Having studied child safety for close to 20 years now, we’ve seen a lot of odd injuries in our day. The cardinal rule seems to be: If it exists, then children will find some way to injure themselves with it. But this particular safety issue even caught us with our mouths wide open. A potential hazard so bazaar it will blow your mind.
As the tale is told, a child is enjoying a jawbreaker candy for a treat, when suddenly and for no apparent reason, it explodes in his/her mouth. The explosion knocks out some of her teeth and she suffers severe burns to the face. Impossible you say? I know it sounds like something out of a road-runner cartoon, but there are several recorded cases of just such a thing happening. SO what’s going on here?
The answer lies in how jawbreakers are made, a process which adds layer after layer of candy over a hard shell. Sounds innocent enough, and most of the time it is. But this process also creates the possibility for temperature differential, meaning the inside layers have a tendency to heat up faster and stay hot longer than the outside. When things heat, they expand, and candy is no exception. As the core heats up, it expands and causes pressure against the outer shell. If this pressure becomes great enough, it will explode like a cherry bomb. Worse yet, the molten candy is the sugary equivalent of Napalm, and causes some nasty burns.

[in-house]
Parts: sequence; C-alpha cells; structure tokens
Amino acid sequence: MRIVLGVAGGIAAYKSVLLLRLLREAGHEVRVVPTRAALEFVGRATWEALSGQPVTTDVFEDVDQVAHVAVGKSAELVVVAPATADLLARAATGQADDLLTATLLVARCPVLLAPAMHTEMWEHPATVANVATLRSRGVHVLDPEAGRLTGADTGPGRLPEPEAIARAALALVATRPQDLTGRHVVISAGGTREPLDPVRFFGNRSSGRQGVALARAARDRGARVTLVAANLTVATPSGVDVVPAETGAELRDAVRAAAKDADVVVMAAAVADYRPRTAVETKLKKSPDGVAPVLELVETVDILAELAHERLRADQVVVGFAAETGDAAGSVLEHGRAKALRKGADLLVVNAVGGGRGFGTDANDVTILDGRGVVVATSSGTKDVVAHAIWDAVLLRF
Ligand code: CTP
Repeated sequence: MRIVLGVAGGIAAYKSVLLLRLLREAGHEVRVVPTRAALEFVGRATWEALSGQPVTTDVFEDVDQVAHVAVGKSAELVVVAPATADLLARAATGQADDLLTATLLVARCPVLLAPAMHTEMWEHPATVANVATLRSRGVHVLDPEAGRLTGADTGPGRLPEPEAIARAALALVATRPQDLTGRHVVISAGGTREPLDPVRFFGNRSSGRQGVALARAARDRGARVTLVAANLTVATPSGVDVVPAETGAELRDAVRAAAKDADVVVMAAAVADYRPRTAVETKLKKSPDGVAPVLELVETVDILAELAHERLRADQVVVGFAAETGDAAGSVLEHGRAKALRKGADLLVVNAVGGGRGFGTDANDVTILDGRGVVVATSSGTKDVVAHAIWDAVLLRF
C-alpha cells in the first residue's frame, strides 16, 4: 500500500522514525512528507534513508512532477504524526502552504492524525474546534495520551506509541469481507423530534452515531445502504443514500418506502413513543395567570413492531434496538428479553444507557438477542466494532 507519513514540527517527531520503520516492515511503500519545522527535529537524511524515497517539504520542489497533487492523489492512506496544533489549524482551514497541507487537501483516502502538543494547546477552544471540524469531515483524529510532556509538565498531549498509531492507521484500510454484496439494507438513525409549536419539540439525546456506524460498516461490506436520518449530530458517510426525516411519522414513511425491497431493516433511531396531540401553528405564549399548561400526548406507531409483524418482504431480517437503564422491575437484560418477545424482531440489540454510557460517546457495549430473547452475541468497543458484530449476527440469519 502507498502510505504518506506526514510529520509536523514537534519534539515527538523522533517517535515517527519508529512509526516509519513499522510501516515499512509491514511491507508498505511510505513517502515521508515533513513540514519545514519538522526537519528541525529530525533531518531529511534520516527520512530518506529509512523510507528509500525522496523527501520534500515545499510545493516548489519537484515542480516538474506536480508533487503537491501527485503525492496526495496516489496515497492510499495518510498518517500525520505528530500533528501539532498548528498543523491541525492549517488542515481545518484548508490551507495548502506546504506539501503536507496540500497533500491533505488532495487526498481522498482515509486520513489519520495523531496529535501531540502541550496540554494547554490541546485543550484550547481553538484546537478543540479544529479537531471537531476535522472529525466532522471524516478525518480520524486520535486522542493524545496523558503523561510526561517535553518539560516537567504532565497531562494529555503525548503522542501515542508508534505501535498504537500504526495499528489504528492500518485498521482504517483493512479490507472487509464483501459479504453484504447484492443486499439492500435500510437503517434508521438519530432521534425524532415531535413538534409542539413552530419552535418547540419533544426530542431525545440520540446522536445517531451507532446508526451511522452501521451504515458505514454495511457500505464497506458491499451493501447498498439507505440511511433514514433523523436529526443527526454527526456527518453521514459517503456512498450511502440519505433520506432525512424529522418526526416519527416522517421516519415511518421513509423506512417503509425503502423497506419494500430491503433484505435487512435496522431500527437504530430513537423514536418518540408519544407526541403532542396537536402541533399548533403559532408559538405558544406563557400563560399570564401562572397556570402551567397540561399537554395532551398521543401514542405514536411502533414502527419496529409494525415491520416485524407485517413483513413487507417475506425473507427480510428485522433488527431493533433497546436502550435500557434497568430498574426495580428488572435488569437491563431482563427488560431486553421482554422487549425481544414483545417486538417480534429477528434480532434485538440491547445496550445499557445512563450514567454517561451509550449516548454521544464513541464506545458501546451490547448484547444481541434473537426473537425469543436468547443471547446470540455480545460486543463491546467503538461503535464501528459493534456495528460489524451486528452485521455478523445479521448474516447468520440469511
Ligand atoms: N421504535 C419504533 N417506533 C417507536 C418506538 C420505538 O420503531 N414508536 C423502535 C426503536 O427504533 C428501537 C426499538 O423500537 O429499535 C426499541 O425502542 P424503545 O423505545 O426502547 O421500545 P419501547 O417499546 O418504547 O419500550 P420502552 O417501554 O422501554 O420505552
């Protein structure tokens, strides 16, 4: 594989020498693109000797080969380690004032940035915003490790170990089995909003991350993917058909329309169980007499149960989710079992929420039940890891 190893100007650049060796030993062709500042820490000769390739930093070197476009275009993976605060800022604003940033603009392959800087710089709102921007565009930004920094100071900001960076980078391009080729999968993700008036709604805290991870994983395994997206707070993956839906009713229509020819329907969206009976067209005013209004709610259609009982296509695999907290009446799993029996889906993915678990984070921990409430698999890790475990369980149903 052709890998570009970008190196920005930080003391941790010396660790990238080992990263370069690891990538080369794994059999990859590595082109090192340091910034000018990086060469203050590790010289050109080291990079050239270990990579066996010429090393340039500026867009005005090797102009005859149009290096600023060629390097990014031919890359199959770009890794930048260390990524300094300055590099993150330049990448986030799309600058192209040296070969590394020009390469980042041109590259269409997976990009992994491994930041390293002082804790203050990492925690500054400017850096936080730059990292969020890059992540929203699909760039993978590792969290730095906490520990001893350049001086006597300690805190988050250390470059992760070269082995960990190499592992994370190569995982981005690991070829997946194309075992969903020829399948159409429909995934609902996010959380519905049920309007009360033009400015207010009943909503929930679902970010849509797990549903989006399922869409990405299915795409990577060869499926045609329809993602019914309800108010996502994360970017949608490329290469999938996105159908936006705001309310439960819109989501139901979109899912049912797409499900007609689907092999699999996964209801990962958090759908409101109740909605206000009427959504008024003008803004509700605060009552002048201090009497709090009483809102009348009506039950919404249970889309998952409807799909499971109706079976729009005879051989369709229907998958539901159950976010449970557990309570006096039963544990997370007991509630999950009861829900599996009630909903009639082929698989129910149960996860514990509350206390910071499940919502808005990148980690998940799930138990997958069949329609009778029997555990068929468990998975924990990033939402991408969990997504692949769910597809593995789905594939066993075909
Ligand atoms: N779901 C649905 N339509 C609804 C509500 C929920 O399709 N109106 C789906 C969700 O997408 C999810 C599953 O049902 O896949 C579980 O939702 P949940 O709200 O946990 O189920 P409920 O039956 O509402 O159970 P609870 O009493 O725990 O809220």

But just how do you turn an ordinary piece of candy into TNT? Two possible scenarios. First, you microwave it. Second, if somehow a jawbreaker contains the wrong mixture of certain candy chemicals, such as caustic soda and ascorbic acid, then simply leaving it in the sun can bring it to this dangerous flash point. Such a scenario is rare, but possible based on the ingredients used. Either way, a child trying to bite into it or even licking it could cause an explosion.
So should we scare our kids with stories about killer candy? Of course not. Though you should take note of this risk and give that jawbreaker that been left in the sun some fridge time to cool off, just to be on the safe side. But this freak occurrence does bring up a not-so-freak safety issue that’s very much related: children and microwaves. Thousands of injuries are suffered each year by kids microwaving the wrong things in the wrong ways, and jawbreakers aren’t the only thing that can blow. Microwaves are often (and mistakenly) assumed to be safe, because there are no hot burners to touch. But this doesn’t make what comes out of them safe, and the food coming out can be just as dangerous as a stove top. So teach your kids this simple rule: Microwaves aren’t a toy, and they are not to microwave anything unless it’s something you’ve shown them how to microwave before. If your kids follow this one rule, you should be able to avoid any injuries from improper microwave use. Oh…and beware of those jawbreakers, or any other suspicious looking candy lurking around your children.